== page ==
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Adjusting My Expectations for Christmas With My Chronic Illness

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It’s on its way! There is no stopping it! Christmas is coming!

That thought may either excite you or leave you trembling with trepidation. There may be an in-between reaction, but generally, the Christmas season and the lead up to the big day is forefront of my mind by mid-November.

I love Christmas. First and foremost, I love the reason for the season. I love that we are celebrating the birth of Jesus. My Christmas pasts were filled with preparing Sunday School classes for the Christmas Eve Nativity play. Choir rehearsals for Carols in the Park. Helping my husband prepare Orders of Service for all the Christmas services so that those who attended, who weren’t usual churchgoers, wouldn’t feel lost and could participate and relax.

I had rehearsals to attend for my annual Christmas Eve Service solo performance of “It Came Upon a Midnight Clear.”

In between all that, I was Christmas shopping, wrapping presents, decking the halls, and baking our Christmas cake. I was also working full-time and involved in numerous Christmas celebrations at work.

Every year we would decorate the banking department I managed. We’d put out Christmas treats throughout December for the 350 staff members. Morning teas, afternoon teas, team parties, etc.

I set up a department Christmas choir at work and, complete with singers, guitarists, a violinist, bass player and trumpeter, we moved through each level of my department’s building, spreading Christmas cheer through song, like the Victorian Christmas carolers of old. So much fun!

On Christmas Day, we would head to church in the morning, then head into work where my husband and I would hand out Chrismas gifts to the staff on duty. We’d help set up a Christmas buffet lunch for everyone to enjoy, and then we jumped in the car for a two-hour drive to spend Christmas with my family.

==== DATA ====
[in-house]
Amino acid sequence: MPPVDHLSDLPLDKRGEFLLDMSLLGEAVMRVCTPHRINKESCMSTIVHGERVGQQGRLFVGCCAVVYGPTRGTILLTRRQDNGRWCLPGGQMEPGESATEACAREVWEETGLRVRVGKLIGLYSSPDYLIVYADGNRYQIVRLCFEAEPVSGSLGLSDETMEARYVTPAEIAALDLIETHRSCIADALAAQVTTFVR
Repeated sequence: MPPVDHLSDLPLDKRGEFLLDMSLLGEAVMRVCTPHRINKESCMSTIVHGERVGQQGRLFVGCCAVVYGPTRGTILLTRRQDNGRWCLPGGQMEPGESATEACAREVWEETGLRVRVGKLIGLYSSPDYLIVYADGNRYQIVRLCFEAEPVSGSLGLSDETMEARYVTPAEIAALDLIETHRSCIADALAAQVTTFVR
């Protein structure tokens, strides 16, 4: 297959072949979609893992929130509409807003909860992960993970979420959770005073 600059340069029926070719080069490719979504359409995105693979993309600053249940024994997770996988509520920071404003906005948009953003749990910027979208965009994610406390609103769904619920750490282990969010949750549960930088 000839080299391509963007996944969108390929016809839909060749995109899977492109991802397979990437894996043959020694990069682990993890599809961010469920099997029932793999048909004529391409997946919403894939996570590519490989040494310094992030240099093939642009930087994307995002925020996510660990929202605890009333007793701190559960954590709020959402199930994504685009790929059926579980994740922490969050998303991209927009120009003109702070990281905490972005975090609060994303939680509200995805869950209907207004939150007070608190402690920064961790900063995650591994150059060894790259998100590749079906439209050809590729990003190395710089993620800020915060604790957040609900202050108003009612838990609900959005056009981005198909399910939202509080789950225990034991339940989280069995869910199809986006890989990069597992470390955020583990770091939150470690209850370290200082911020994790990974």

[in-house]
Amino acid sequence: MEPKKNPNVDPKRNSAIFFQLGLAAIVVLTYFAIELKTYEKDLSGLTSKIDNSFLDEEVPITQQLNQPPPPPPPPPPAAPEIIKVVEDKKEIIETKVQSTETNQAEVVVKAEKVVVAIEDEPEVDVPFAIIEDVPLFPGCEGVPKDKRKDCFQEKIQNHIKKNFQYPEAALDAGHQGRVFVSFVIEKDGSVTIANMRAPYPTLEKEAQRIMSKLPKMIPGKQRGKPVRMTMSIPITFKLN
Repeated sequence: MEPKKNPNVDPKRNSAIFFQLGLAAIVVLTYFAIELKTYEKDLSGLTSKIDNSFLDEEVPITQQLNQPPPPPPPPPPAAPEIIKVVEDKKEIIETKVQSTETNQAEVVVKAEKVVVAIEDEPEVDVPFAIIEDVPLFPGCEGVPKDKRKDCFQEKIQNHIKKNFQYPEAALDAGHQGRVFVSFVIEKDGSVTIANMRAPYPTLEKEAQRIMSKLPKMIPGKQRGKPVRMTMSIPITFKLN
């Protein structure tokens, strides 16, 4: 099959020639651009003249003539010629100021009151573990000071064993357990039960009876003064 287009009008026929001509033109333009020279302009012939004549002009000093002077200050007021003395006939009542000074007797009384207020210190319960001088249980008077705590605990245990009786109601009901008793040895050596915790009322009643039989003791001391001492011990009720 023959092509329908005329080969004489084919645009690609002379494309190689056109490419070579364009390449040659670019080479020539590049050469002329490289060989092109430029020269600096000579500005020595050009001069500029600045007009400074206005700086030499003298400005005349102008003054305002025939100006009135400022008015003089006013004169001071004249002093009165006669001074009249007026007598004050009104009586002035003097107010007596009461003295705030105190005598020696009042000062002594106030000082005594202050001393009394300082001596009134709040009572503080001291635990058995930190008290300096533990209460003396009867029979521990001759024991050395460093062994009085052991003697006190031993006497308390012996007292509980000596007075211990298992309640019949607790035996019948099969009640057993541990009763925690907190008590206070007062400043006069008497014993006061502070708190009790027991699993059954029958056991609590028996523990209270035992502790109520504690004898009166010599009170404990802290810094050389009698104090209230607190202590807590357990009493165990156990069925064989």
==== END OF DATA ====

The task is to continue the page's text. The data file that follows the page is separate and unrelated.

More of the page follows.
It was full-on. It was focused on giving and celebrating. It was joyous and rewarding for me on so many levels.

Fast forward to today, and those wonderful memories remind me that so much has changed. My love of Christmas remains. My joy in celebrating the birth of Jesus is even deeper. My body, chronic disease and disability, however, prevent me from participating in those wonderful Christmas past activities.

So that could sound like the end of a sad story. It’s not, though. While I loved that full-on Christmas celebration, I equally love the quieter, relaxed Christmas that is my new norm.

I remind myself how blessed I am to have experienced such joy sharing Christmas so actively with so many. I remind myself how blessed I am now to have a wonderful husband to spend a quiet romantic “Christmas for two” with.

If I had expectations of myself that were unrealistic, this season would be awful. I’d either push myself beyond my capabilities and end up sick or in hospital, or I’d just feel miserable thinking of all I can’t do.

This is my fourth Christmas season with my bone disease. The first two Christmas seasons following my leg break were an adjustment period. I grieved my Christmas pasts. I missed not being able to go to church. I missed family and friends. My beautiful step-family came from interstate on the second Christmas after my leg break and that was so special. It helped me have the best of both worlds that year. We had a quiet Christmas Day as they arrived Boxing Day. It was a lovely new memory created within my new limitations. It was such a timely visit as it helped me adjust my Christmas expectations further from old life to new life. It was a gentle bridge.

Last year, I really embraced our “Christmas for two.” It was one of the most special times Peter and I have ever had. We had no set expectations. We decorated the tree, we bought beautiful food, I set a table for two with all the trimmings, we listened to carols, opened way too many presents (I went a little overboard on online shopping) and we watched a Christmas movie in the evening.

There was no set agenda. If we ate at 3 p.m., it didn’t matter. If we didn’t get dressed up, it didn’t matter. If I was really unwell or struggling with pain, it didn’t matter. Expectations were nonexistent. All that mattered was that we were together, relaxing and celebrating in whatever way we could. All that mattered was that Christmas Day, the most wonderful day of the year for us, had arrived.

Follow Sam on her Facebook support forum, Medical Musings with Friends.

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Originally published: November 18, 2017
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